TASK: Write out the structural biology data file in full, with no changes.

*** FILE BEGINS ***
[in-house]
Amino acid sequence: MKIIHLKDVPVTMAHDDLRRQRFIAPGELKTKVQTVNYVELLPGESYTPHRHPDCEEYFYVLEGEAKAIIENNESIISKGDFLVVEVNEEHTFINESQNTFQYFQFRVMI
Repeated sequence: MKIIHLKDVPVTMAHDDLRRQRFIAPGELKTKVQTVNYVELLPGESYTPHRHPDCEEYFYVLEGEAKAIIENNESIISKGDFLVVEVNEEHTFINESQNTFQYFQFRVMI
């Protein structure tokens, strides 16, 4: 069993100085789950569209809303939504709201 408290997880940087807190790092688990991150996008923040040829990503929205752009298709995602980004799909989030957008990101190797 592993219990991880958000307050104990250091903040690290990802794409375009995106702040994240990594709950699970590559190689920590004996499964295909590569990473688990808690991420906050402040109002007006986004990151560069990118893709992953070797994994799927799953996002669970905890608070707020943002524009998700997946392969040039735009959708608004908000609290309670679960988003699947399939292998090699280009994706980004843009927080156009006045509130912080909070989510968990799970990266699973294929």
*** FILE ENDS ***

[in-house]
Amino acid sequence: MKIIHLKDVPVTMAHDDLRRQRFIAPGELKTKVQTVNYVELLPGESYTPHRHPDCEEYFYVLEGEAKAIIENNESIISKGDFLVVEVNEEHTFINESQNTFQYFQFRVMI
Repeated sequence: MKIIHLKDVPVTMAHDDLRRQRFIAPGELKTKVQTVNYVELLPGESYTPHRHPDCEEYFYVLEGEAKAIIENNESIISKGDFLVVEVNEEHTFINESQNTFQYFQFRVMI
């Protein structure tokens, strides 16, 4: 069993100085789950569209809303939504709201 408290997880940087807190790092688990991150996008923040040829990503929205752009298709995602980004799909989030957008990101190797 592993219990991880958000307050104990250091903040690290990802794409375009995106702040994240990594709950699970590559190689920590004996499964295909590569990473688990808690991420906050402040109002007006986004990151560069990118893709992953070797994994799927799953996002669970905890608070707020943002524009998700997946392969040039735009959708608004908000609290309670679960988003699947399939292998090699280009994706980004843009927080156009006045509130912080909070989510968990799970990266699973294929």